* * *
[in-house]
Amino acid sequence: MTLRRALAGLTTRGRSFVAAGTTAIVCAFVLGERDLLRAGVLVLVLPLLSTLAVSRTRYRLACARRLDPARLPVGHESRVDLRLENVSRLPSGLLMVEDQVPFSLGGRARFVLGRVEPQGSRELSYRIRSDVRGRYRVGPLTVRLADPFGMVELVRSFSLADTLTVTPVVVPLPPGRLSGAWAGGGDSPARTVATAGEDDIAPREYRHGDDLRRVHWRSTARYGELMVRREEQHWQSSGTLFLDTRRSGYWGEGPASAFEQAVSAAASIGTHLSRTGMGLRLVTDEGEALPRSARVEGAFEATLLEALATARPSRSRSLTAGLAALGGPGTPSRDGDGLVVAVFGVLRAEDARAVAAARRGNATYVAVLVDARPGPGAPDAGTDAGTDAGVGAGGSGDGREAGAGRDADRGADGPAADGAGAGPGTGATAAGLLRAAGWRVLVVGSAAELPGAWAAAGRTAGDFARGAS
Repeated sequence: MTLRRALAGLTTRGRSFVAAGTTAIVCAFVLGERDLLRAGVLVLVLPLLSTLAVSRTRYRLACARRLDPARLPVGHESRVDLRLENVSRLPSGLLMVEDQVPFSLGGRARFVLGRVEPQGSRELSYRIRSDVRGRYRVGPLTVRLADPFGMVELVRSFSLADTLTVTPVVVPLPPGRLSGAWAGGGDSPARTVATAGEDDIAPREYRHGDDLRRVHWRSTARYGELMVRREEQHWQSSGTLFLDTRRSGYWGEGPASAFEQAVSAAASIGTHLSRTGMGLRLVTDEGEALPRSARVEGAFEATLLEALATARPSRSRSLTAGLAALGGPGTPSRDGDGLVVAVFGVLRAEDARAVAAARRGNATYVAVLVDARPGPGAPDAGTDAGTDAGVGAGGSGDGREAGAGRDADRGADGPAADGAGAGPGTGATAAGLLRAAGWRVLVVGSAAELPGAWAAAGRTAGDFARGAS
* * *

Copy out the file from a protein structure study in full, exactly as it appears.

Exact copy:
[in-house]
Amino acid sequence: MTLRRALAGLTTRGRSFVAAGTTAIVCAFVLGERDLLRAGVLVLVLPLLSTLAVSRTRYRLACARRLDPARLPVGHESRVDLRLENVSRLPSGLLMVEDQVPFSLGGRARFVLGRVEPQGSRELSYRIRSDVRGRYRVGPLTVRLADPFGMVELVRSFSLADTLTVTPVVVPLPPGRLSGAWAGGGDSPARTVATAGEDDIAPREYRHGDDLRRVHWRSTARYGELMVRREEQHWQSSGTLFLDTRRSGYWGEGPASAFEQAVSAAASIGTHLSRTGMGLRLVTDEGEALPRSARVEGAFEATLLEALATARPSRSRSLTAGLAALGGPGTPSRDGDGLVVAVFGVLRAEDARAVAAARRGNATYVAVLVDARPGPGAPDAGTDAGTDAGVGAGGSGDGREAGAGRDADRGADGPAADGAGAGPGTGATAAGLLRAAGWRVLVVGSAAELPGAWAAAGRTAGDFARGAS
Repeated sequence: MTLRRALAGLTTRGRSFVAAGTTAIVCAFVLGERDLLRAGVLVLVLPLLSTLAVSRTRYRLACARRLDPARLPVGHESRVDLRLENVSRLPSGLLMVEDQVPFSLGGRARFVLGRVEPQGSRELSYRIRSDVRGRYRVGPLTVRLADPFGMVELVRSFSLADTLTVTPVVVPLPPGRLSGAWAGGGDSPARTVATAGEDDIAPREYRHGDDLRRVHWRSTARYGELMVRREEQHWQSSGTLFLDTRRSGYWGEGPASAFEQAVSAAASIGTHLSRTGMGLRLVTDEGEALPRSARVEGAFEATLLEALATARPSRSRSLTAGLAALGGPGTPSRDGDGLVVAVFGVLRAEDARAVAAARRGNATYVAVLVDARPGPGAPDAGTDAGTDAGVGAGGSGDGREAGAGRDADRGADGPAADGAGAGPGTGATAAGLLRAAGWRVLVVGSAAELPGAWAAAGRTAGDFARGAS